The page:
UPDATE: thanks to Reps. Keith Ellison (MN) and Gwen Moore (WI), both of states harmed by the proposed rent to own bill -- for offering an amendment to strike preemption from the proposed bill. Thanks to Mel Watt (NC) for offering a related amendment to limit preemptive effect of the bill. Unfortunately, both ameliorating amendments failed and HR 1588, the bill to eliminate strong consumer laws against predatory rent to own practices passed the House Financial Services Committee. The full vote roster and language of amendments and the bill is here. The correct vote on final passage is NAY; the correct public interest, pro-consumer (and federalist, too) vote on Moore-Ellison and Watt is Aye.
ORIGINAL: This morning the House Financial Services Committee will likely approve HR 1588, PIRG and Americans for Financial Reform-opposed legislation designed solely to allow the rent-to-own industry ("for only 104 weekly payments of $10.99, you too can own this TV/computer/couch" for 3 or 4 times its total retail price) to preempt or override the laws of the several states that protect its consumers from predatory financial practices. Is that the role of the Congress?
Consumer advocates belive that when consumers buy something over time, they should be protected by laws that govern credit purchases because the difference between the cash price and the total price of a product includes a finance charge, which implies interest. The RTO industry has convinced 46 states otherwise. Even though they are selling something and masking the true cost of the purchase, they claim consumers should only have weak protections based on short-term rent-to-rent leasing law. But the industry's branding (rent-to-own!) is entirely around the promise of ownership while its 104 week or 24 month contracts are difficult to satisfactorily complete, so many consumers ride and fall off and climb back on a rent to own merry-go-round, never actually grabbing the brass ring of ownership, but trying and trying again. While the industry has succeeded in convincing 46 states to pass its favored legislation that says no credit laws or APR disclosures or usury ceilings may apply, several states have not.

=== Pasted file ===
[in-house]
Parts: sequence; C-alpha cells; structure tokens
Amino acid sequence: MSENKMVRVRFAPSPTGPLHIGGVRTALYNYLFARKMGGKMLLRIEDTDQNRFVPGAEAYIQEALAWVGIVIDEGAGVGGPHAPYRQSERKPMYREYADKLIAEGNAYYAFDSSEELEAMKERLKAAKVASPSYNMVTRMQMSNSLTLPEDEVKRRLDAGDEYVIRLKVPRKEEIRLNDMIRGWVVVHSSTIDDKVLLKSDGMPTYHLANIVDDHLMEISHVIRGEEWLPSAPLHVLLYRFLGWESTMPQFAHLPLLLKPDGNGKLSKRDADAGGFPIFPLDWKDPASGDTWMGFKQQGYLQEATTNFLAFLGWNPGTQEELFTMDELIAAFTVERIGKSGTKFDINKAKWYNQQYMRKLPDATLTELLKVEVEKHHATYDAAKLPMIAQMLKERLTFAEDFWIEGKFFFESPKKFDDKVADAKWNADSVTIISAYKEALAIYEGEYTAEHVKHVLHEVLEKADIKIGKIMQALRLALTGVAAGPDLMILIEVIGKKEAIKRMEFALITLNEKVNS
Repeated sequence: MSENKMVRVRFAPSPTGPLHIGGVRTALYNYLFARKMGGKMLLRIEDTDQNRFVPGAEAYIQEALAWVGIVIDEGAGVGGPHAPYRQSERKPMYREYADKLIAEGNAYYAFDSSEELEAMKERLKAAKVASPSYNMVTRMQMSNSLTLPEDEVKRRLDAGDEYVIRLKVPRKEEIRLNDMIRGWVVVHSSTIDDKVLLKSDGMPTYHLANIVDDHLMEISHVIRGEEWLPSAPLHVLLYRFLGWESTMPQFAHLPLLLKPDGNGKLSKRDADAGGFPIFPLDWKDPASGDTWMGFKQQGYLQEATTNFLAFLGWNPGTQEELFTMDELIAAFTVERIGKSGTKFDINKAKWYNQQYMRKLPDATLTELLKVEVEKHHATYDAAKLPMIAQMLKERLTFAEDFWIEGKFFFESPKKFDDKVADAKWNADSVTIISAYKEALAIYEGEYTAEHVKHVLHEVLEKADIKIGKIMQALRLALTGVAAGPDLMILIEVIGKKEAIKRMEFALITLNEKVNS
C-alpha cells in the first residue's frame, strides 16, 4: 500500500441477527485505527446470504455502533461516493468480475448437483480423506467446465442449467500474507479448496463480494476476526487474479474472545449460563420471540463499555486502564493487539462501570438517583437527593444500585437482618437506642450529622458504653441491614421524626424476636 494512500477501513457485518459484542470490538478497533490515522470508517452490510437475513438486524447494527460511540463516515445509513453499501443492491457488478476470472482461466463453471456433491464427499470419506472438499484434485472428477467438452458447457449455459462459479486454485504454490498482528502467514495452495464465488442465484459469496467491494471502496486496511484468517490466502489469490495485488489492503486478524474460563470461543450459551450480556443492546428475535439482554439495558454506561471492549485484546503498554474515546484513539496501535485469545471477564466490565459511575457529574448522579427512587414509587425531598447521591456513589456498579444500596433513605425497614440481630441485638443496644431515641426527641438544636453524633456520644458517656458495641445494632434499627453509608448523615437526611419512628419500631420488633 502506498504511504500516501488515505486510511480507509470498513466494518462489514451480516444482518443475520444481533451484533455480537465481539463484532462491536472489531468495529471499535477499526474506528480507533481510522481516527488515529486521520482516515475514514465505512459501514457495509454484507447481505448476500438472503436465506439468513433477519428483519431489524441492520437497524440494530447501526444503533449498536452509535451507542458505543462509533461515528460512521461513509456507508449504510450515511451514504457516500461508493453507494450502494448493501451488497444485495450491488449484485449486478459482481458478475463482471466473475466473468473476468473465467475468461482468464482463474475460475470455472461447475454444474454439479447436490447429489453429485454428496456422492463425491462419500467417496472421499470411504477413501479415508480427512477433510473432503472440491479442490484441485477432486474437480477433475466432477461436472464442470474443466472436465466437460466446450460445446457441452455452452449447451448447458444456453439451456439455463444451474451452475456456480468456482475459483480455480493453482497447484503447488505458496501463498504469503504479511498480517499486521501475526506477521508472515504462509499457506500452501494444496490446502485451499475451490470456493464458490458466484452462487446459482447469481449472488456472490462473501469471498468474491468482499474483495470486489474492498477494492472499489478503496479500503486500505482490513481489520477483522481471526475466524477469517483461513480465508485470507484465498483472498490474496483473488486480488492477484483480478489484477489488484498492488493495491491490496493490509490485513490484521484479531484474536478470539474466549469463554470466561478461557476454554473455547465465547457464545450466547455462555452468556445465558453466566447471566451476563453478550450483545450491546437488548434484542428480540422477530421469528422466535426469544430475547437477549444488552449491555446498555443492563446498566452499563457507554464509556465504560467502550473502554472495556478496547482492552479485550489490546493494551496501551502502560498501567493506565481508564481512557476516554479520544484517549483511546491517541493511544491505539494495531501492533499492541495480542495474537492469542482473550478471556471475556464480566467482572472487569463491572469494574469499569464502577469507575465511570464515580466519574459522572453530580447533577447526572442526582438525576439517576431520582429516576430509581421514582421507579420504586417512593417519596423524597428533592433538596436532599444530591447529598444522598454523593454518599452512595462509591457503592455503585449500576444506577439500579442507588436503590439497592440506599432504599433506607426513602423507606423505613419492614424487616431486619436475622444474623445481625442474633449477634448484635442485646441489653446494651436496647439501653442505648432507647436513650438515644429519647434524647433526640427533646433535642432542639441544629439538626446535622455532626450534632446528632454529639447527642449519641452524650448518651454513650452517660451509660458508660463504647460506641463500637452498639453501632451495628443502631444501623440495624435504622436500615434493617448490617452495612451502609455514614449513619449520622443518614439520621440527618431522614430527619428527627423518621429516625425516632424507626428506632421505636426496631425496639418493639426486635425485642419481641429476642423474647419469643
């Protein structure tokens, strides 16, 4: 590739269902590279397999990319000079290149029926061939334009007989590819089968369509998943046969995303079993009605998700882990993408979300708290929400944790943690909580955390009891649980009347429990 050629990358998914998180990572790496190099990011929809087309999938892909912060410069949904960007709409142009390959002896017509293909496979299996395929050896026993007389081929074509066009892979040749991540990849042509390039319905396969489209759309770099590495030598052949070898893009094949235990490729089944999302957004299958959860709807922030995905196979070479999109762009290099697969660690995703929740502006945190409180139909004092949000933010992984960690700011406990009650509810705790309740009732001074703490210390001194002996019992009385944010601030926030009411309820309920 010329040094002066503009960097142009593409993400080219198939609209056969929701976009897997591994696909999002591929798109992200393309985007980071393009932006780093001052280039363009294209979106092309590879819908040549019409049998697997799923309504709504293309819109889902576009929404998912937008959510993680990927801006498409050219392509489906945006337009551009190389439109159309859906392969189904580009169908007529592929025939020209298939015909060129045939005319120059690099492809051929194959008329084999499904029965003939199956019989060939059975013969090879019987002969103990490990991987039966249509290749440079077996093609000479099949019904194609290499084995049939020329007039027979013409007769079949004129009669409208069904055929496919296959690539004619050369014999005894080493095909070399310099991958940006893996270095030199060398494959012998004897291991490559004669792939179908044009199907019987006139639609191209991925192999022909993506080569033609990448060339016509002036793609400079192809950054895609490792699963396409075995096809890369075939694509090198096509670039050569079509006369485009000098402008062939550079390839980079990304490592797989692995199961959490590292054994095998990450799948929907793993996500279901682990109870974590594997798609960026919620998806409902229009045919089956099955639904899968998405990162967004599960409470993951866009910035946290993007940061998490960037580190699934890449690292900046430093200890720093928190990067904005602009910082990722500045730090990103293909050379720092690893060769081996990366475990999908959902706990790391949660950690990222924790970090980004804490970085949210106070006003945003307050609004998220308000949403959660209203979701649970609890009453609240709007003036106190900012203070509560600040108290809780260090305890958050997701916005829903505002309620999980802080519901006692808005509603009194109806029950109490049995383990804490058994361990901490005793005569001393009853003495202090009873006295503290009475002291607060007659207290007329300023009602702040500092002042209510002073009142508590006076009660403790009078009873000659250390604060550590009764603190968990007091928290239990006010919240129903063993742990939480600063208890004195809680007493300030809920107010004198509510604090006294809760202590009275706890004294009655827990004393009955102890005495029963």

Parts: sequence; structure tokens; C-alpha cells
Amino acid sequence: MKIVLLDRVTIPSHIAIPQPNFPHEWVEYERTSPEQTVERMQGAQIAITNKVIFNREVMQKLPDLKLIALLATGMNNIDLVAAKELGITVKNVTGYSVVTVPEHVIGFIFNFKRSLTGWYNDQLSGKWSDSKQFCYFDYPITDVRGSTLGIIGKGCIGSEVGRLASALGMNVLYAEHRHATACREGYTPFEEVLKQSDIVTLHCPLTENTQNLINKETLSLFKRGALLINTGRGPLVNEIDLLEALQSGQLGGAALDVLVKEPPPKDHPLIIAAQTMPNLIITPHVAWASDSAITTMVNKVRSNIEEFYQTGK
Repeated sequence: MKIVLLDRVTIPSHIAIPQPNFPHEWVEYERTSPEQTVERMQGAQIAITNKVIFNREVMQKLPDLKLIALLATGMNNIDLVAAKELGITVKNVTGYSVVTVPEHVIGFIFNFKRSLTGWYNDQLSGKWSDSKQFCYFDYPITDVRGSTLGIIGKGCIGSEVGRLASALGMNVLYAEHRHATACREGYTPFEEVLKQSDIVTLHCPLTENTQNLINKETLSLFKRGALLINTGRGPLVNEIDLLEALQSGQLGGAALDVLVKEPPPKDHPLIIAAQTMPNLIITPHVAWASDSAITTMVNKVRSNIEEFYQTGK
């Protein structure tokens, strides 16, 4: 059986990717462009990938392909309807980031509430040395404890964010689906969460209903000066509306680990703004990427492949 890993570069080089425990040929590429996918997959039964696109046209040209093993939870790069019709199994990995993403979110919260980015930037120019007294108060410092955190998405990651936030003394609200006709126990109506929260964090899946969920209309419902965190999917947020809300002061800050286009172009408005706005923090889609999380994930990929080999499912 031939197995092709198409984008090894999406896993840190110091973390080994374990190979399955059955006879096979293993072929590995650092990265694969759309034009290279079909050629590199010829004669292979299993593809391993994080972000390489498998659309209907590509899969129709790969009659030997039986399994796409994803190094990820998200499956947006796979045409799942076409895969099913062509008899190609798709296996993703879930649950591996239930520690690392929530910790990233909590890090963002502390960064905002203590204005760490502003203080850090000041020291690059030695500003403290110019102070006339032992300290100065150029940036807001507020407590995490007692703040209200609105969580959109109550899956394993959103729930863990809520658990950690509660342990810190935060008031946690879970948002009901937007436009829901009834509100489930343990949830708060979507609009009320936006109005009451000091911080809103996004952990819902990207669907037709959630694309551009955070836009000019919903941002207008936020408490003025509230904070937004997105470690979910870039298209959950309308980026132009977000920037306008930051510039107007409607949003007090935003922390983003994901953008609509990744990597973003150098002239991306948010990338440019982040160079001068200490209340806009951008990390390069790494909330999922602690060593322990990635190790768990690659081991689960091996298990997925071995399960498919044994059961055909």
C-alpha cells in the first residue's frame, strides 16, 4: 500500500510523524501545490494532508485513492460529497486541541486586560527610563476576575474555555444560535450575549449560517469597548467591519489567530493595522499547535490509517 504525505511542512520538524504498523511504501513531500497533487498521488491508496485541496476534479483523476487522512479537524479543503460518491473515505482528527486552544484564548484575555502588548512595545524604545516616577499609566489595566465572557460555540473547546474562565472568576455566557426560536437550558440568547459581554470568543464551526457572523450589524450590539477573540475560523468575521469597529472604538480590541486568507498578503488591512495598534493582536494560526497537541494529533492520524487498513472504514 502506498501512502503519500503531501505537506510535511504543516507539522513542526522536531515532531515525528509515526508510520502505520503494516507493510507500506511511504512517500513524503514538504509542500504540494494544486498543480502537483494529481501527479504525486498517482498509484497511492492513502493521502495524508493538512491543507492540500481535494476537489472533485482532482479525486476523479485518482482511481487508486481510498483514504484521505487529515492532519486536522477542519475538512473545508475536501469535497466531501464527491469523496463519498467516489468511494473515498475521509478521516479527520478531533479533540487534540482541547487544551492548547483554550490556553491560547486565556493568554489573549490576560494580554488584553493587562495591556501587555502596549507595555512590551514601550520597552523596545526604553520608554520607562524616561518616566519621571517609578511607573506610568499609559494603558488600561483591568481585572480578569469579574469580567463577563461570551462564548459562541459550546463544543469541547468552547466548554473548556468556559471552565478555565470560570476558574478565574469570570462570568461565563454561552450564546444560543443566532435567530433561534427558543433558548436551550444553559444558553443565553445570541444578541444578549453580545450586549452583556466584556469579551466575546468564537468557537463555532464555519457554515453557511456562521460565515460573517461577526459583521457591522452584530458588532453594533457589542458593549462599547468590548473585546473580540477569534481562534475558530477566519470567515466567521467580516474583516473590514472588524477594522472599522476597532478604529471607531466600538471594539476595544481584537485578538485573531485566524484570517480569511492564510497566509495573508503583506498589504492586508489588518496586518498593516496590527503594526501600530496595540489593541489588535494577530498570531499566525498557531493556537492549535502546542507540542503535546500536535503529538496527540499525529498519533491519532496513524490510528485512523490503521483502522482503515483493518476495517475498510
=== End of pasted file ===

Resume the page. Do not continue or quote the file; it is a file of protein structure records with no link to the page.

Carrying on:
Versions of the legislation have been around since 1992. Its sole purpose is to prevent states from treating the rent to own purchase over time as a purchase over time. Wisconsin, Minnesota and New Jersey have never passed a rent to own industry-favored law. These states treat the purchase as a credit sale subject to all credit laws including, in New Jersey, a 30% APR usury ceiling. Pesky Vermont has an industry-like law, but has also passed regulations that the RTO industry does not like, which require an APR disclosure. They say none of the extra payment on top of the retail cash price is a finance charge, so how can there be a interest rate disclosure? We say, if it isn't a finance charge differentiating between the cash price of buying at retail from the higher price of ownership over time, what is it?
Many predatory lenders claim to be different and therefore deserve their own laws, laws they wrote themselves-- see payday lending. We disagree. We also believe Congress shouldn't jump whenever special-interest lobbyists tell it to, but it often does. We also believe that federal law should always serve as a floor of protection, not a ceiling against better protections. But today, part of Congress will jump. We'll need to stop the rest of Congress from asserting that it is an important role of our national leaders to take away the rights of states to make local decisions on how best to protect their citizens from predatory practices.